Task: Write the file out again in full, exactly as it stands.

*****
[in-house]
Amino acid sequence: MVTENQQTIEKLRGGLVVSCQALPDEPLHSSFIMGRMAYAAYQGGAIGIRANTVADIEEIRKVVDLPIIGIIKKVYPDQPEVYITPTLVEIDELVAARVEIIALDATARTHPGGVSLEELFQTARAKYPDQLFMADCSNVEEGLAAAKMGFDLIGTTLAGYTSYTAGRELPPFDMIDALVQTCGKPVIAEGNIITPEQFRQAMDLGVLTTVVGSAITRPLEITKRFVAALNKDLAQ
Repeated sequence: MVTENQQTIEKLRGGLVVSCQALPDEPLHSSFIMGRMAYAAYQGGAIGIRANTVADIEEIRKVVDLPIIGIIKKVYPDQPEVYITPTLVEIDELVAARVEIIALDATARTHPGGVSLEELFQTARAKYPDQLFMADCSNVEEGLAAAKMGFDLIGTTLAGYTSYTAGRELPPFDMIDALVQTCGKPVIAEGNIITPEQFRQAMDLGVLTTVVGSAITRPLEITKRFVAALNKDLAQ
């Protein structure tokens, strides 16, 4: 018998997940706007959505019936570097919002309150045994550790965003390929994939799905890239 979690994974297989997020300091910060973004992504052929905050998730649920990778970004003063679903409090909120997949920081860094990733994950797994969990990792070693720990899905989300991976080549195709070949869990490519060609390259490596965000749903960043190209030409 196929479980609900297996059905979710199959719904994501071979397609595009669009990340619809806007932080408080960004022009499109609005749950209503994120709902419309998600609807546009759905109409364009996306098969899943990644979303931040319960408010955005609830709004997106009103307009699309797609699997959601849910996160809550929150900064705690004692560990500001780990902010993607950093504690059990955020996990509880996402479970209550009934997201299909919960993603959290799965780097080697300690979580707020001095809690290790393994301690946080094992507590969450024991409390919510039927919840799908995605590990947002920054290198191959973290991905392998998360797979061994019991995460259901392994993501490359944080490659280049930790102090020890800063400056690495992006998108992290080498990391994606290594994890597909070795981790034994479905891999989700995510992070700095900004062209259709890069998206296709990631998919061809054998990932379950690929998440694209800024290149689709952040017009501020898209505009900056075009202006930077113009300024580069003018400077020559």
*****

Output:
[in-house]
Amino acid sequence: MVTENQQTIEKLRGGLVVSCQALPDEPLHSSFIMGRMAYAAYQGGAIGIRANTVADIEEIRKVVDLPIIGIIKKVYPDQPEVYITPTLVEIDELVAARVEIIALDATARTHPGGVSLEELFQTARAKYPDQLFMADCSNVEEGLAAAKMGFDLIGTTLAGYTSYTAGRELPPFDMIDALVQTCGKPVIAEGNIITPEQFRQAMDLGVLTTVVGSAITRPLEITKRFVAALNKDLAQ
Repeated sequence: MVTENQQTIEKLRGGLVVSCQALPDEPLHSSFIMGRMAYAAYQGGAIGIRANTVADIEEIRKVVDLPIIGIIKKVYPDQPEVYITPTLVEIDELVAARVEIIALDATARTHPGGVSLEELFQTARAKYPDQLFMADCSNVEEGLAAAKMGFDLIGTTLAGYTSYTAGRELPPFDMIDALVQTCGKPVIAEGNIITPEQFRQAMDLGVLTTVVGSAITRPLEITKRFVAALNKDLAQ
């Protein structure tokens, strides 16, 4: 018998997940706007959505019936570097919002309150045994550790965003390929994939799905890239 979690994974297989997020300091910060973004992504052929905050998730649920990778970004003063679903409090909120997949920081860094990733994950797994969990990792070693720990899905989300991976080549195709070949869990490519060609390259490596965000749903960043190209030409 196929479980609900297996059905979710199959719904994501071979397609595009669009990340619809806007932080408080960004022009499109609005749950209503994120709902419309998600609807546009759905109409364009996306098969899943990644979303931040319960408010955005609830709004997106009103307009699309797609699997959601849910996160809550929150900064705690004692560990500001780990902010993607950093504690059990955020996990509880996402479970209550009934997201299909919960993603959290799965780097080697300690979580707020001095809690290790393994301690946080094992507590969450024991409390919510039927919840799908995605590990947002920054290198191959973290991905392998998360797979061994019991995460259901392994993501490359944080490659280049930790102090020890800063400056690495992006998108992290080498990391994606290594994890597909070795981790034994479905891999989700995510992070700095900004062209259709890069998206296709990631998919061809054998990932379950690929998440694209800024290149689709952040017009501020898209505009900056075009202006930077113009300024580069003018400077020559």